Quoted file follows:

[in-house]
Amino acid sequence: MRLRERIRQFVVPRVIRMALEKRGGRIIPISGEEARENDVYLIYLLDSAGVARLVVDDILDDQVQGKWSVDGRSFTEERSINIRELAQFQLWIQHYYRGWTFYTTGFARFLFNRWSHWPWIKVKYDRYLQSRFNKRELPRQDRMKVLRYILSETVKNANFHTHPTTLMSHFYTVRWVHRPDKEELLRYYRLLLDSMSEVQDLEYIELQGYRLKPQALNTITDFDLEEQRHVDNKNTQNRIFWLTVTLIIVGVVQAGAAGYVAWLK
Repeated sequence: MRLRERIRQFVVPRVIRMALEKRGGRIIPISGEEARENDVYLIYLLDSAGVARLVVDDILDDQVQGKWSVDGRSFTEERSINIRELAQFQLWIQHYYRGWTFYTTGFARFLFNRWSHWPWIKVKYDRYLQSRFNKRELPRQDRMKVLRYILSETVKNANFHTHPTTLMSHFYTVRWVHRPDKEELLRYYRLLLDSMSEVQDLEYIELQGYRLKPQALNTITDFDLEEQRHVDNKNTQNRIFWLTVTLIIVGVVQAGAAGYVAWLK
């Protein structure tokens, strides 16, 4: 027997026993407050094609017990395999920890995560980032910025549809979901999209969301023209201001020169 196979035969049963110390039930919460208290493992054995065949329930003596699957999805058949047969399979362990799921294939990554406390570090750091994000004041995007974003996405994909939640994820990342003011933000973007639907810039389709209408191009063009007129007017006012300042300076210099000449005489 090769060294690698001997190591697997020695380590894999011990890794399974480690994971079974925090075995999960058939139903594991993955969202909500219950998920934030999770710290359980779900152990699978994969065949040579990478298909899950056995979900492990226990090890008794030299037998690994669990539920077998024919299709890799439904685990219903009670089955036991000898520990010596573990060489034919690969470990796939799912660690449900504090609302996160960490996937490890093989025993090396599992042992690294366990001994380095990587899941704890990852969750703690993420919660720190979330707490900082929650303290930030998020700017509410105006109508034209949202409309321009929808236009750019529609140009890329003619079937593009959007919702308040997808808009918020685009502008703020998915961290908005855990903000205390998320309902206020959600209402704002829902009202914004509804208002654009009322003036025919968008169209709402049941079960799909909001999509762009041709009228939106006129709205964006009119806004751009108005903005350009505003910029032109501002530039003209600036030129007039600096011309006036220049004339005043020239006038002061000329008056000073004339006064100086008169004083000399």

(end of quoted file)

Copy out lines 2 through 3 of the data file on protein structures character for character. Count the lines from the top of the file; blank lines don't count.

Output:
Amino acid sequence: MRLRERIRQFVVPRVIRMALEKRGGRIIPISGEEARENDVYLIYLLDSAGVARLVVDDILDDQVQGKWSVDGRSFTEERSINIRELAQFQLWIQHYYRGWTFYTTGFARFLFNRWSHWPWIKVKYDRYLQSRFNKRELPRQDRMKVLRYILSETVKNANFHTHPTTLMSHFYTVRWVHRPDKEELLRYYRLLLDSMSEVQDLEYIELQGYRLKPQALNTITDFDLEEQRHVDNKNTQNRIFWLTVTLIIVGVVQAGAAGYVAWLK
Repeated sequence: MRLRERIRQFVVPRVIRMALEKRGGRIIPISGEEARENDVYLIYLLDSAGVARLVVDDILDDQVQGKWSVDGRSFTEERSINIRELAQFQLWIQHYYRGWTFYTTGFARFLFNRWSHWPWIKVKYDRYLQSRFNKRELPRQDRMKVLRYILSETVKNANFHTHPTTLMSHFYTVRWVHRPDKEELLRYYRLLLDSMSEVQDLEYIELQGYRLKPQALNTITDFDLEEQRHVDNKNTQNRIFWLTVTLIIVGVVQAGAAGYVAWLK